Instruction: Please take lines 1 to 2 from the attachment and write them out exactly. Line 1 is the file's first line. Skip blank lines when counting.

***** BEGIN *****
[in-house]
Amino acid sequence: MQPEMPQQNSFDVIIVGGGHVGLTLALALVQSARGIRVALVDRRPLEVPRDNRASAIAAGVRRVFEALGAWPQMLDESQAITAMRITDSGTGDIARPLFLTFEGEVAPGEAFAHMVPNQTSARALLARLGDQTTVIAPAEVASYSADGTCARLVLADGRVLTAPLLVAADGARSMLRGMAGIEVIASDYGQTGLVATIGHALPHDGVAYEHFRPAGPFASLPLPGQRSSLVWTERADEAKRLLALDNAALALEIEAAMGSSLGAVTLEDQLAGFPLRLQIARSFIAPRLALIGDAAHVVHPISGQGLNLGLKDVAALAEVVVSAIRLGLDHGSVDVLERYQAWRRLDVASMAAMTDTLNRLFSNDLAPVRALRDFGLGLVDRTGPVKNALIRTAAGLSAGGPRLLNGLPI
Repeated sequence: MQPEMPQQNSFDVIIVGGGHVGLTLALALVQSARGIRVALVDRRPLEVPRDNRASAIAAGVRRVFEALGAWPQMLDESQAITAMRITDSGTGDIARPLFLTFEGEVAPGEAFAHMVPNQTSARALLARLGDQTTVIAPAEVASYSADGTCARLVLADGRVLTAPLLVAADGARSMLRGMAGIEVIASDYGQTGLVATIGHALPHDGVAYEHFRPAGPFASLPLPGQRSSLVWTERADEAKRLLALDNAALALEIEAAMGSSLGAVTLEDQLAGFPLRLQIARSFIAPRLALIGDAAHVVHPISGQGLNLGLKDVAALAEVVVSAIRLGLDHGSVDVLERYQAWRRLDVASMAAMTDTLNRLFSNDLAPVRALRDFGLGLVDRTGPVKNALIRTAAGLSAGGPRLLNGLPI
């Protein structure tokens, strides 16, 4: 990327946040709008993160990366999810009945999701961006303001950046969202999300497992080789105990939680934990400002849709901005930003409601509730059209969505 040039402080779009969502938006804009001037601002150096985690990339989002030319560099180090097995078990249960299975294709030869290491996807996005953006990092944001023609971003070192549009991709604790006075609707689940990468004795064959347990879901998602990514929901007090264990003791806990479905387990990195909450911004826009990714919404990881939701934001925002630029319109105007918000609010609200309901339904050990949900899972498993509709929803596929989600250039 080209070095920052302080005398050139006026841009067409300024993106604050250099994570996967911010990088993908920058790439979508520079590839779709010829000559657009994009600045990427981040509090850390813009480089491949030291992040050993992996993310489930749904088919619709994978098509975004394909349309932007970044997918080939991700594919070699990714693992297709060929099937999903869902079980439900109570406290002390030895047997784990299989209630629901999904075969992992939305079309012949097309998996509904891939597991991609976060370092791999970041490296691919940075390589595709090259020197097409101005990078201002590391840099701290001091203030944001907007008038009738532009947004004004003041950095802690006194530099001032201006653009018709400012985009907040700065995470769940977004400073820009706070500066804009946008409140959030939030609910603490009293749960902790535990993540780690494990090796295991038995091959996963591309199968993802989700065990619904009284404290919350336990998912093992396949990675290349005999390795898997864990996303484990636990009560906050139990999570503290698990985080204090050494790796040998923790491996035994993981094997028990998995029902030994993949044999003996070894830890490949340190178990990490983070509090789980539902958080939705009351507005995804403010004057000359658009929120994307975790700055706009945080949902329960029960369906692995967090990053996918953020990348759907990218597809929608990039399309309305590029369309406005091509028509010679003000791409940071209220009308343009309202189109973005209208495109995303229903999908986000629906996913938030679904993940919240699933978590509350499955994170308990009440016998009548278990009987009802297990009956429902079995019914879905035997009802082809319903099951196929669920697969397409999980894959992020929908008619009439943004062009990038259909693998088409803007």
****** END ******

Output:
[in-house]
Amino acid sequence: MQPEMPQQNSFDVIIVGGGHVGLTLALALVQSARGIRVALVDRRPLEVPRDNRASAIAAGVRRVFEALGAWPQMLDESQAITAMRITDSGTGDIARPLFLTFEGEVAPGEAFAHMVPNQTSARALLARLGDQTTVIAPAEVASYSADGTCARLVLADGRVLTAPLLVAADGARSMLRGMAGIEVIASDYGQTGLVATIGHALPHDGVAYEHFRPAGPFASLPLPGQRSSLVWTERADEAKRLLALDNAALALEIEAAMGSSLGAVTLEDQLAGFPLRLQIARSFIAPRLALIGDAAHVVHPISGQGLNLGLKDVAALAEVVVSAIRLGLDHGSVDVLERYQAWRRLDVASMAAMTDTLNRLFSNDLAPVRALRDFGLGLVDRTGPVKNALIRTAAGLSAGGPRLLNGLPI